9. 9. Chapter 4: Reservations • With travel agency vouchers and miscellaneous charge orders (MCOs), the guest prepays the amount of the deposit to a travel agent • The travel agent forwards the voucher or MCO to the hotel as proof of payment and a guarantee that the prepaid amount will be sent to the hotel when the voucher is returned to the travel agency for payment • MCOs are issued by the Airline Reporting Corporation (ARC) • Many hotels prefer MCOs over travel agency vouchers because ARC guarantees payment if the travel agency defaults Managing Front Office Operations PowerPoint 9 Guaranteed Reservations—Voucher or MCO
  10. 10. Chapter 4: Reservations • With this type of reservation, a corporation enters into an agreement with a hotel • The corporation may sign a contractual agreement stating that it will pay for any no-show business travelers the corporation sponsors • Corporate guaranteed reservations are popular in downtown or business center hotels catering to a large number of business travelers • The corporation may receive a single comprehensive invoice from the hotel for several stays, thereby simplifying the billing process Managing Front Office Operations PowerPoint 10 Guaranteed Reservations—Corporate
  11. 11. Chapter 4: Reservations • The hotel agrees to hold a room for the guest until a stated reservation cancellation hour (usually 4 or 6 p.m.) on the day of arrival • Does not guarantee that the hotel will receive payment for no-shows • If the guest does not arrive by the cancellation hour, the hotel can release the guestroom for sale Managing Front Office Operations PowerPoint 11 Non-Guaranteed Reservations
  12. 12. Chapter 4: Reservations • May be handled by a reservations agent or website • Information collected: guest’s name, address, e-mail address, and telephone number; company or travel agency name (if applicable); date of arrival and departure; type and number of rooms requested; room rate; number of people in party, method of payment or guarantee; and any special requests Managing Front Office Operations PowerPoint 12 Reservation Inquiries
  13. 13. Chapter 4: Reservations • Property reservations department • Central reservations systems • Cluster reservations office • Global distribution systems • Intersell agencies • Internet distribution systems Managing Front Office Operations PowerPoint 13 Distribution Channels
  14. 14. Chapter 4: Reservations • Handles direct requests for rooms, monitors any communication links with central reservations systems and intersell agencies, and maintains updated room availability information • Direct requests can reach the department in several ways: telephone, mail, property website, property-to-property, faxes, and text messaging Managing Front Office Operations PowerPoint 14 Property Reservations Department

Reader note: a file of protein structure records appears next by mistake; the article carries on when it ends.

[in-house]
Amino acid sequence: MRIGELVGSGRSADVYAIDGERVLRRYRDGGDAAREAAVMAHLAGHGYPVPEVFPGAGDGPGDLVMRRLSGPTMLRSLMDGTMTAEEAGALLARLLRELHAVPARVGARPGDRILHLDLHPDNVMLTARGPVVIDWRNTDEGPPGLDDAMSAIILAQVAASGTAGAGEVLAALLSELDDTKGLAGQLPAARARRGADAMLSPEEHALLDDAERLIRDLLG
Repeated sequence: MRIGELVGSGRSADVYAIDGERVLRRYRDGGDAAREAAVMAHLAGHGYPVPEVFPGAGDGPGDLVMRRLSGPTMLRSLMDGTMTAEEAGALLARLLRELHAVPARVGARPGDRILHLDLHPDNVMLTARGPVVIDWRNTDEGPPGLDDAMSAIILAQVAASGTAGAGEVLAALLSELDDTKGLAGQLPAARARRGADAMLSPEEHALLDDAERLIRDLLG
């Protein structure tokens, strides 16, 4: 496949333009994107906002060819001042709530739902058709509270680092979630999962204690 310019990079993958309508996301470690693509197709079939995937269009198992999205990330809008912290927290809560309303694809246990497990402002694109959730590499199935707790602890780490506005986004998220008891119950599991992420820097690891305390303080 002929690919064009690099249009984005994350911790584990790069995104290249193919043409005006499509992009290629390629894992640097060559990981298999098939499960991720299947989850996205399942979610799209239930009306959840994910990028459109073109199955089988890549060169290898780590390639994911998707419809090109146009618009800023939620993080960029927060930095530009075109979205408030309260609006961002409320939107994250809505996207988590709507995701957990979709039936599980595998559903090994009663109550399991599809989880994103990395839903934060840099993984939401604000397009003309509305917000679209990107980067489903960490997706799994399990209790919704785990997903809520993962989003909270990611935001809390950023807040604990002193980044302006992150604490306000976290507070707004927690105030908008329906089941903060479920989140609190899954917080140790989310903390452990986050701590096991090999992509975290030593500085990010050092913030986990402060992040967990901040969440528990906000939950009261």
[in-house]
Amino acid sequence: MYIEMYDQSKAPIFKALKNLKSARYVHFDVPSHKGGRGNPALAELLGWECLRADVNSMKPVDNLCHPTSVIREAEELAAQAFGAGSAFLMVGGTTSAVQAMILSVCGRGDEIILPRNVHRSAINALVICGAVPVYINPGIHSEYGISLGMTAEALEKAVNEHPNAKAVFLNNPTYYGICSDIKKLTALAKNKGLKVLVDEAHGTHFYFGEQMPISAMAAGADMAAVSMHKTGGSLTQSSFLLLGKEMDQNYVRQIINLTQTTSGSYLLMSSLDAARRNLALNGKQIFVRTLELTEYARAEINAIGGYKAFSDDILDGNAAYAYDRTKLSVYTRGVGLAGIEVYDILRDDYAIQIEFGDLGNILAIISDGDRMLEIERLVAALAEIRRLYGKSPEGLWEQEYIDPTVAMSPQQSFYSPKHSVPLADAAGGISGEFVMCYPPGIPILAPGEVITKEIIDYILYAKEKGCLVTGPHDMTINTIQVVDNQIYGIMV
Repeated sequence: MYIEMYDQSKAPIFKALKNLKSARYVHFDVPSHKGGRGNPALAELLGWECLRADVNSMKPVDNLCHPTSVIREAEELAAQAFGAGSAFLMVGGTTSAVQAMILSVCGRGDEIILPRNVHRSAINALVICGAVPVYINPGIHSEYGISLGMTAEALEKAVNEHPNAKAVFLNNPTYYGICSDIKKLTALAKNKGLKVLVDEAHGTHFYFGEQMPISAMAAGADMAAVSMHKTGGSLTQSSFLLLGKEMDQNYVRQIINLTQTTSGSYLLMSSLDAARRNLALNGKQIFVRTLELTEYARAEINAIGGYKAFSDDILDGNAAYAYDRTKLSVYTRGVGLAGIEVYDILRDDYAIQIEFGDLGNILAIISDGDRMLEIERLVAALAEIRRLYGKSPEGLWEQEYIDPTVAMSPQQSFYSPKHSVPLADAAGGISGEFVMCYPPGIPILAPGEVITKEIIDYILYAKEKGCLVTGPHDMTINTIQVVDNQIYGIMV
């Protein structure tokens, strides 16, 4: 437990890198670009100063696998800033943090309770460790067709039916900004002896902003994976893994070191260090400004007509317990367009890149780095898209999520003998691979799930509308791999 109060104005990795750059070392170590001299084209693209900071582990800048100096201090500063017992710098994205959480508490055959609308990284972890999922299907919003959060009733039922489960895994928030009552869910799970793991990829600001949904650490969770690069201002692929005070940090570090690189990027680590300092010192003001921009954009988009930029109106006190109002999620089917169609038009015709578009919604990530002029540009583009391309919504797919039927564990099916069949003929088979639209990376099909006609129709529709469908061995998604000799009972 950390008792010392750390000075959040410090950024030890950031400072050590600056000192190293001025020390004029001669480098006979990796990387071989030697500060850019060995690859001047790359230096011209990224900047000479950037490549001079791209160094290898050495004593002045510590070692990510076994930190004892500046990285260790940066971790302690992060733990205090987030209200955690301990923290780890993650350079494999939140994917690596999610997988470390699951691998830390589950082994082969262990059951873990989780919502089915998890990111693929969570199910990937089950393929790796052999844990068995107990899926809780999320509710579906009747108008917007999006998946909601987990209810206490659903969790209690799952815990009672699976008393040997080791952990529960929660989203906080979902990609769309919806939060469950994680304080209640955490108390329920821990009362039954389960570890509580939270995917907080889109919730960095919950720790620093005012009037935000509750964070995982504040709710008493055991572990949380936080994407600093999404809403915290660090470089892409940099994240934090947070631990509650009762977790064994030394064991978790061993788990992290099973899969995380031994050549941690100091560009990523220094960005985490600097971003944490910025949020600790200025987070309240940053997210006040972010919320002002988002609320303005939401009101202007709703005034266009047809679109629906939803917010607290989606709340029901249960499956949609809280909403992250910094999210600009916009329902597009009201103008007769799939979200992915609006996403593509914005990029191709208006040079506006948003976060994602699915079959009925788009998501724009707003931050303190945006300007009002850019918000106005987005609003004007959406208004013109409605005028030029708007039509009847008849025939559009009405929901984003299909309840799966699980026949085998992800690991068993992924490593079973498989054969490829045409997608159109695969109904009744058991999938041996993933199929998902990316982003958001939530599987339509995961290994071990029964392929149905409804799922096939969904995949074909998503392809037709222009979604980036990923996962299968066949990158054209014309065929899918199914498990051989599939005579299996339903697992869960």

15. 15. Chapter 4: Reservations • Greet the caller • Identify the caller’s needs • Provide an overview of the hotel’s features and benefits, based on the caller’s needs • Propose a room recommendation, and adjust it according to the caller’s response • Close the sale • Gather the reservation information • Thank the caller Managing Front Office Operations PowerPoint 15 Reservations Agent Sales Process
  16. 16. Chapter 4: Reservations • Responsible for maintaining a room availability inventory for each property in the system • Two basic types: affiliate networks and non-affiliate networks Managing Front Office Operations PowerPoint 16a Central Reservations Systems Continued
  17. 17. Chapter 4: Reservations Central Reservations Systems Continued from previous slide… Affiliate Networks • A hotel chain reservation system • Typically, all participating hotels are contractually related • Some affiliate networks allow non-chain properties in the network as “overflow facilities” • Overflow facilities pay a commission for these referrals Non-Affiliate Networks • Connect independent (non-chain) properties • Examples: The Leading Hotels of the World, Preferred Hotels & Resorts Worldwide, and Distinguished Hotels Managing Front Office Operations PowerPoint 16b
  18. 18. Chapter 4: Reservations • Serves several hotels in a geographic area • Operates similarly to a hotel chain central reservations system, except that it serves one specific destination area instead of an entire hotel company • Eliminates the need to have separate reservations departments in each of the participating hotels • Advantages: labor costs are reduced, cross-selling opportunities are created, room rates and availabilities can be coordinated • Disadvantages: communication and coordination challenges Managing Front Office Operations PowerPoint 17 Cluster Reservations Office